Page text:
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  • Print publication year: 2010
  • Online publication date: July 2010

Broken origins: an introduction

Summary

To fill a Gap

Insert the Thing that caused it –

Block it up

With Other – and 'twill yawn the more –

You cannot solder an Abyss

With Air –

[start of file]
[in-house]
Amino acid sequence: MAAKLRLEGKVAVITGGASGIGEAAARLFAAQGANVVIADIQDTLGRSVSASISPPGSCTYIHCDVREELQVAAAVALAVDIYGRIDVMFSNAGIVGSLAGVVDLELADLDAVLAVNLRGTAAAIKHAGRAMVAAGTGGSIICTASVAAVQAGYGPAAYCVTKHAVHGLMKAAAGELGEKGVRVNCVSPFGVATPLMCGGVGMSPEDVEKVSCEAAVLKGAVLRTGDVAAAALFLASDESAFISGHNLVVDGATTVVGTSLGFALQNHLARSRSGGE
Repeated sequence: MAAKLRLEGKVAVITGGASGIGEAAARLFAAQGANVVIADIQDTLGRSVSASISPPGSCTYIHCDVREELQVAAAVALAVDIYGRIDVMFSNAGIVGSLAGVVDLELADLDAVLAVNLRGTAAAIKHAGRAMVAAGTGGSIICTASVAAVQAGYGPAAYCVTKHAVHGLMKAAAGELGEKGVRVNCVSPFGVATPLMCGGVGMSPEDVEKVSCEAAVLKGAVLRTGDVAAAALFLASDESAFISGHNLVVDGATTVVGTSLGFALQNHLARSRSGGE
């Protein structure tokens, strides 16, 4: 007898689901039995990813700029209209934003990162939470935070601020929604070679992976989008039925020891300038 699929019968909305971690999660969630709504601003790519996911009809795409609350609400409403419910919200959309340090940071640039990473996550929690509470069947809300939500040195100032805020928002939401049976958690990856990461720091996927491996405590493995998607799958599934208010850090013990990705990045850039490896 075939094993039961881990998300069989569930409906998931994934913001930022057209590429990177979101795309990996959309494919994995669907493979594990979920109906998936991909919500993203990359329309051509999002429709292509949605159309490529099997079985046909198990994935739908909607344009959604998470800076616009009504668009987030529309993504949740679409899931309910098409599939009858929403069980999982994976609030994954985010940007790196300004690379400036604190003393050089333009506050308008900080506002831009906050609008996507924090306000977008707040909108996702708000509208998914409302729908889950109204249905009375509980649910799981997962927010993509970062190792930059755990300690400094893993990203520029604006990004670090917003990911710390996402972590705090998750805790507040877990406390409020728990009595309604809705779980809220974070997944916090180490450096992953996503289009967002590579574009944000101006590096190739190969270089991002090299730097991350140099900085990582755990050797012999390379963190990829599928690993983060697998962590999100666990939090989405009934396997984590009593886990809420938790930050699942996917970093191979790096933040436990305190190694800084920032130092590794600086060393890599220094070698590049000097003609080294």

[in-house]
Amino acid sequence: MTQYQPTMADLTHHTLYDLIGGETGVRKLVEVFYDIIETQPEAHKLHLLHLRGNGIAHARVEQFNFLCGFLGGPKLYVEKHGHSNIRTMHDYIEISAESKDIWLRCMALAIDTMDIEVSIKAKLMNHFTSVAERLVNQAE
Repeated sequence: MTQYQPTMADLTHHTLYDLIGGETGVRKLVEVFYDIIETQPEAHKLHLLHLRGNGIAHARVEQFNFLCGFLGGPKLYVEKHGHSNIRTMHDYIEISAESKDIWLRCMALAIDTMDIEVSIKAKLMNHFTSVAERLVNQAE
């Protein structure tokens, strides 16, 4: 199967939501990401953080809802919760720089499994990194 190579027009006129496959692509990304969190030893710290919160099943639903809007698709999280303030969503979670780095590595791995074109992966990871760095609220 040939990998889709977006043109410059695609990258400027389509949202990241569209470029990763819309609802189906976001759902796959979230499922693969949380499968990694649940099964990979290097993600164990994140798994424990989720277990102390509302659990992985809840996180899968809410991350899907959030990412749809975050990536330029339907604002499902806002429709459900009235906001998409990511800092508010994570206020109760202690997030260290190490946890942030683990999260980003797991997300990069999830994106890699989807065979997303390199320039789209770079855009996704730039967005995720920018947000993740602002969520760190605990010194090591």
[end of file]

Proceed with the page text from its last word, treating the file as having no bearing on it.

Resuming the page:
How do we fill gaps? Why do we want to fill them? What is the nature of fracture and fragmentation, in contrast to wholeness and plenitude, and our fascination with them? How can we get a grasp on our intrigue with the conceptual, historical, and material fissures that we use to account for ourselves? Emily Dickinson's concentrated lines, written in 1863, broach these questions of fracture and fragmentation effectively. Her poem thematises how an anxious desire to fill a ‘Gap’ only leads to replacing the fracture with its origin, which is ‘the Thing that caused it’. Any attempt to ‘Block it up’ with another substance results in the gap ‘yawn[ing] the more’. But whatever caused the fracture to begin with must repeat this break. To ‘insert’ the cause of a ‘Gap’ is endlessly to reproduce the fracture. The impossibility of ‘filling’ this gap either with itself or with emptiness – with ‘air’ – leaves the fracture unrepaired at the centre of the poem. The ‘Gap’ turns into an ‘Abyss’ that cannot be soldered, marked by the parenthesis and incompleted punctuation in the poem. The origin of our means to solder turns out to be broken.